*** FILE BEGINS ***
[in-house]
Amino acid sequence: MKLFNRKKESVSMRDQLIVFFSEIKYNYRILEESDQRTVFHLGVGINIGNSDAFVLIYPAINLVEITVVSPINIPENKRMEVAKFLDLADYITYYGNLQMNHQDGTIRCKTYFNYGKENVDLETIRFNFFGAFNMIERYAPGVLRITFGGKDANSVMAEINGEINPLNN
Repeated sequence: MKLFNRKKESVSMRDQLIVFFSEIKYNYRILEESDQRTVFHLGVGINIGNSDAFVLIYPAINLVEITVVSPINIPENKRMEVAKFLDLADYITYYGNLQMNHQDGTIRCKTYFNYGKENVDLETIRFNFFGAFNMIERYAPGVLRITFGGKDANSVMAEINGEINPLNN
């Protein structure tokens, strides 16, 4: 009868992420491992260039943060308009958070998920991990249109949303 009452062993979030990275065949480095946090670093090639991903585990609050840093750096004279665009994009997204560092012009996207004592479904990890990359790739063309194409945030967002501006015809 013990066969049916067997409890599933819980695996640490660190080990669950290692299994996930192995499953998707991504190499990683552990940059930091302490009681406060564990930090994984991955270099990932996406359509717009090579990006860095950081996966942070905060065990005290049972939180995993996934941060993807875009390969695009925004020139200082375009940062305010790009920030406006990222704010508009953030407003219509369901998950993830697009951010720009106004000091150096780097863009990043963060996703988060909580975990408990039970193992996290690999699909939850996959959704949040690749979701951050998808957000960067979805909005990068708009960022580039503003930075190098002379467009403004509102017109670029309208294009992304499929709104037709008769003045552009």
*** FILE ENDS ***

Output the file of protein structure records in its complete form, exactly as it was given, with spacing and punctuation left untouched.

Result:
[in-house]
Amino acid sequence: MKLFNRKKESVSMRDQLIVFFSEIKYNYRILEESDQRTVFHLGVGINIGNSDAFVLIYPAINLVEITVVSPINIPENKRMEVAKFLDLADYITYYGNLQMNHQDGTIRCKTYFNYGKENVDLETIRFNFFGAFNMIERYAPGVLRITFGGKDANSVMAEINGEINPLNN
Repeated sequence: MKLFNRKKESVSMRDQLIVFFSEIKYNYRILEESDQRTVFHLGVGINIGNSDAFVLIYPAINLVEITVVSPINIPENKRMEVAKFLDLADYITYYGNLQMNHQDGTIRCKTYFNYGKENVDLETIRFNFFGAFNMIERYAPGVLRITFGGKDANSVMAEINGEINPLNN
């Protein structure tokens, strides 16, 4: 009868992420491992260039943060308009958070998920991990249109949303 009452062993979030990275065949480095946090670093090639991903585990609050840093750096004279665009994009997204560092012009996207004592479904990890990359790739063309194409945030967002501006015809 013990066969049916067997409890599933819980695996640490660190080990669950290692299994996930192995499953998707991504190499990683552990940059930091302490009681406060564990930090994984991955270099990932996406359509717009090579990006860095950081996966942070905060065990005290049972939180995993996934941060993807875009390969695009925004020139200082375009940062305010790009920030406006990222704010508009953030407003219509369901998950993830697009951010720009106004000091150096780097863009990043963060996703988060909580975990408990039970193992996290690999699909939850996959959704949040690749979701951050998808957000960067979805909005990068708009960022580039503003930075190098002379467009403004509102017109670029309208294009992304499929709104037709008769003045552009």